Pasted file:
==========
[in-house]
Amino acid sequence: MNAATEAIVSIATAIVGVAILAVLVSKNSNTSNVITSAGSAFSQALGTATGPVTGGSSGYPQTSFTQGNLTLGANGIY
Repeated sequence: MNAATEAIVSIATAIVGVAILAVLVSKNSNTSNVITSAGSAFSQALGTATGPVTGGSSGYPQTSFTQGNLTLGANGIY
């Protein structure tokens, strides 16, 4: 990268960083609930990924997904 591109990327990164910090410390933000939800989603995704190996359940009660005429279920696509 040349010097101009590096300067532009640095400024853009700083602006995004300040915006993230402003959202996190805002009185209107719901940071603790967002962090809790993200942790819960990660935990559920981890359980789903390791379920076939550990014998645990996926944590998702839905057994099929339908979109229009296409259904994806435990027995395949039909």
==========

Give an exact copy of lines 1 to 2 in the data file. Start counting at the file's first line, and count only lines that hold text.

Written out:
[in-house]
Amino acid sequence: MNAATEAIVSIATAIVGVAILAVLVSKNSNTSNVITSAGSAFSQALGTATGPVTGGSSGYPQTSFTQGNLTLGANGIY